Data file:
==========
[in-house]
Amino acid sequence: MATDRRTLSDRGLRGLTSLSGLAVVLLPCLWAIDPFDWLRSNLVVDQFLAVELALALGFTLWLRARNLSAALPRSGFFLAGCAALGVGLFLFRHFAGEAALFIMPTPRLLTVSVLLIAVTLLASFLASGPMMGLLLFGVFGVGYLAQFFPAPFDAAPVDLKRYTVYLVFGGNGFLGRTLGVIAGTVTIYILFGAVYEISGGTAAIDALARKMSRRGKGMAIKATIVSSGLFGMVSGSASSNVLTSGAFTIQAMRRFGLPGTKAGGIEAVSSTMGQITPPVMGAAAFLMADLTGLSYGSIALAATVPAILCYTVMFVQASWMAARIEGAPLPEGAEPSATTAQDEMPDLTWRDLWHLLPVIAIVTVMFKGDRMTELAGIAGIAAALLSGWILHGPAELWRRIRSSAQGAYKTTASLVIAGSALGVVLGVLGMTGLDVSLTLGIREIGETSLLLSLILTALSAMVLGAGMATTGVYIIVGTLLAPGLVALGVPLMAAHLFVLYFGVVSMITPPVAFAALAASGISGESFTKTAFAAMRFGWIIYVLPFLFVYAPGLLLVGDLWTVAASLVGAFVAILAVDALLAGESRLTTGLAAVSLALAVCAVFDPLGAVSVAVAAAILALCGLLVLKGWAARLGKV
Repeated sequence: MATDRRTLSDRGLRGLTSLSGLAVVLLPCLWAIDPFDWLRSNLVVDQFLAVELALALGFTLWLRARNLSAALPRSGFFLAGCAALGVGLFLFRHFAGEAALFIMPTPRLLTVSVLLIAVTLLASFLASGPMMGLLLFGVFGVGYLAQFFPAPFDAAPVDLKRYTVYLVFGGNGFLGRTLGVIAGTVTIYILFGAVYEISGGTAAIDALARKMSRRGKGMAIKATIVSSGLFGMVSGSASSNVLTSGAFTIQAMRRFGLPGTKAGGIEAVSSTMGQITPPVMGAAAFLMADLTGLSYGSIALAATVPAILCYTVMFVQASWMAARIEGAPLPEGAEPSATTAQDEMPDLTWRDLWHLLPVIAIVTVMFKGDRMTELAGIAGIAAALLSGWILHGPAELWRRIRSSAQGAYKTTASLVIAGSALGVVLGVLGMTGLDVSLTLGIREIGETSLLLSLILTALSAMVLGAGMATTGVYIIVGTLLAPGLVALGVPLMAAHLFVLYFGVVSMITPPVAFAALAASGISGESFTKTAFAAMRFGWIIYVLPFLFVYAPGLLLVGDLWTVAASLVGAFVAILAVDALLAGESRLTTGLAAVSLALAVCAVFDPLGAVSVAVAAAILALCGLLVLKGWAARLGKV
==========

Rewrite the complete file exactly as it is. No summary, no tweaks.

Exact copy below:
[in-house]
Amino acid sequence: MATDRRTLSDRGLRGLTSLSGLAVVLLPCLWAIDPFDWLRSNLVVDQFLAVELALALGFTLWLRARNLSAALPRSGFFLAGCAALGVGLFLFRHFAGEAALFIMPTPRLLTVSVLLIAVTLLASFLASGPMMGLLLFGVFGVGYLAQFFPAPFDAAPVDLKRYTVYLVFGGNGFLGRTLGVIAGTVTIYILFGAVYEISGGTAAIDALARKMSRRGKGMAIKATIVSSGLFGMVSGSASSNVLTSGAFTIQAMRRFGLPGTKAGGIEAVSSTMGQITPPVMGAAAFLMADLTGLSYGSIALAATVPAILCYTVMFVQASWMAARIEGAPLPEGAEPSATTAQDEMPDLTWRDLWHLLPVIAIVTVMFKGDRMTELAGIAGIAAALLSGWILHGPAELWRRIRSSAQGAYKTTASLVIAGSALGVVLGVLGMTGLDVSLTLGIREIGETSLLLSLILTALSAMVLGAGMATTGVYIIVGTLLAPGLVALGVPLMAAHLFVLYFGVVSMITPPVAFAALAASGISGESFTKTAFAAMRFGWIIYVLPFLFVYAPGLLLVGDLWTVAASLVGAFVAILAVDALLAGESRLTTGLAAVSLALAVCAVFDPLGAVSVAVAAAILALCGLLVLKGWAARLGKV
Repeated sequence: MATDRRTLSDRGLRGLTSLSGLAVVLLPCLWAIDPFDWLRSNLVVDQFLAVELALALGFTLWLRARNLSAALPRSGFFLAGCAALGVGLFLFRHFAGEAALFIMPTPRLLTVSVLLIAVTLLASFLASGPMMGLLLFGVFGVGYLAQFFPAPFDAAPVDLKRYTVYLVFGGNGFLGRTLGVIAGTVTIYILFGAVYEISGGTAAIDALARKMSRRGKGMAIKATIVSSGLFGMVSGSASSNVLTSGAFTIQAMRRFGLPGTKAGGIEAVSSTMGQITPPVMGAAAFLMADLTGLSYGSIALAATVPAILCYTVMFVQASWMAARIEGAPLPEGAEPSATTAQDEMPDLTWRDLWHLLPVIAIVTVMFKGDRMTELAGIAGIAAALLSGWILHGPAELWRRIRSSAQGAYKTTASLVIAGSALGVVLGVLGMTGLDVSLTLGIREIGETSLLLSLILTALSAMVLGAGMATTGVYIIVGTLLAPGLVALGVPLMAAHLFVLYFGVVSMITPPVAFAALAASGISGESFTKTAFAAMRFGWIIYVLPFLFVYAPGLLLVGDLWTVAASLVGAFVAILAVDALLAGESRLTTGLAAVSLALAVCAVFDPLGAVSVAVAAAILALCGLLVLKGWAARLGKV